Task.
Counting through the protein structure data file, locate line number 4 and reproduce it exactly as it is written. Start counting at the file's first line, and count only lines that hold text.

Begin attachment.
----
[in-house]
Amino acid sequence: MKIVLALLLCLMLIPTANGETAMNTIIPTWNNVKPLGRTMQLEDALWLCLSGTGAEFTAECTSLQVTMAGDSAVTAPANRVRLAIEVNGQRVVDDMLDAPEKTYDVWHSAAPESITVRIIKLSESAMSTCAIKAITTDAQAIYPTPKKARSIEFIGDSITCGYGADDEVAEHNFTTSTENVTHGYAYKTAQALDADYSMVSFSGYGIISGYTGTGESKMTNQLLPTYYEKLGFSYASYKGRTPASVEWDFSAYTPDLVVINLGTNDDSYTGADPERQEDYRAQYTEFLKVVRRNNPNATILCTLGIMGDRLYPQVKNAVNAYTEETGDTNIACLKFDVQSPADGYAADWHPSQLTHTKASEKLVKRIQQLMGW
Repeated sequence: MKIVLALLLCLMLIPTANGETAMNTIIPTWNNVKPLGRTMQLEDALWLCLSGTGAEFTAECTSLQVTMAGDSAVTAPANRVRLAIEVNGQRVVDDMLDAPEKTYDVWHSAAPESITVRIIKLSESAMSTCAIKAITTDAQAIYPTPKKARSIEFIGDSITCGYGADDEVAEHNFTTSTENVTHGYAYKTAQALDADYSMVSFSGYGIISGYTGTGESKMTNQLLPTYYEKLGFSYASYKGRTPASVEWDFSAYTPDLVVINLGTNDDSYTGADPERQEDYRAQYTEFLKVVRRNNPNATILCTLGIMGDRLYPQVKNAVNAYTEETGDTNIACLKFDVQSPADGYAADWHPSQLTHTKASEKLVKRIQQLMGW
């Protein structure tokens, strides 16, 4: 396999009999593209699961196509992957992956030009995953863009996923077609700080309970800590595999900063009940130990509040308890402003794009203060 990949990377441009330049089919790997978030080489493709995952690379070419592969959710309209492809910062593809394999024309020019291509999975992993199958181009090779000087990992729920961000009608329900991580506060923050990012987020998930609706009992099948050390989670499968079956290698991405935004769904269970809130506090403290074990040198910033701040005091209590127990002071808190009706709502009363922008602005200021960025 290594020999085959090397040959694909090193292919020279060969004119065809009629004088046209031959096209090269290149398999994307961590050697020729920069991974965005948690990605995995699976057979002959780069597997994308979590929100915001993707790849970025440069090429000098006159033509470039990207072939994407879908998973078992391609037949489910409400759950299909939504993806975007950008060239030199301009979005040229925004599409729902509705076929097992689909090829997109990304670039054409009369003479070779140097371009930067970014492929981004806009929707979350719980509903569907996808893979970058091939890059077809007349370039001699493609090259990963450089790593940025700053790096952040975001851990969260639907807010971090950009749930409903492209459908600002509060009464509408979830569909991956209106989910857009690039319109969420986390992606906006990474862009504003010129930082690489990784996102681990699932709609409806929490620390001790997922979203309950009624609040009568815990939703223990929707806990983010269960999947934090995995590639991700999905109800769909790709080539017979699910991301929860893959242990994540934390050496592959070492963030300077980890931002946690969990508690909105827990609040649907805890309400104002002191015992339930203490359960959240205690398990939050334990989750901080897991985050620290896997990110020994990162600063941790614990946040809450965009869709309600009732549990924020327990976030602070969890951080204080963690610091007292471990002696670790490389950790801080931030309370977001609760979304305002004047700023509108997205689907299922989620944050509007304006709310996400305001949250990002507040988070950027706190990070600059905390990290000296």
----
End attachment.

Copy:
């Protein structure tokens, strides 16, 4: 396999009999593209699961196509992957992956030009995953863009996923077609700080309970800590595999900063009940130990509040308890402003794009203060 990949990377441009330049089919790997978030080489493709995952690379070419592969959710309209492809910062593809394999024309020019291509999975992993199958181009090779000087990992729920961000009608329900991580506060923050990012987020998930609706009992099948050390989670499968079956290698991405935004769904269970809130506090403290074990040198910033701040005091209590127990002071808190009706709502009363922008602005200021960025 290594020999085959090397040959694909090193292919020279060969004119065809009629004088046209031959096209090269290149398999994307961590050697020729920069991974965005948690990605995995699976057979002959780069597997994308979590929100915001993707790849970025440069090429000098006159033509470039990207072939994407879908998973078992391609037949489910409400759950299909939504993806975007950008060239030199301009979005040229925004599409729902509705076929097992689909090829997109990304670039054409009369003479070779140097371009930067970014492929981004806009929707979350719980509903569907996808893979970058091939890059077809007349370039001699493609090259990963450089790593940025700053790096952040975001851990969260639907807010971090950009749930409903492209459908600002509060009464509408979830569909991956209106989910857009690039319109969420986390992606906006990474862009504003010129930082690489990784996102681990699932709609409806929490620390001790997922979203309950009624609040009568815990939703223990929707806990983010269960999947934090995995590639991700999905109800769909790709080539017979699910991301929860893959242990994540934390050496592959070492963030300077980890931002946690969990508690909105827990609040649907805890309400104002002191015992339930203490359960959240205690398990939050334990989750901080897991985050620290896997990110020994990162600063941790614990946040809450965009869709309600009732549990924020327990976030602070969890951080204080963690610091007292471990002696670790490389950790801080931030309370977001609760979304305002004047700023509108997205689907299922989620944050509007304006709310996400305001949250990002507040988070950027706190990070600059905390990290000296």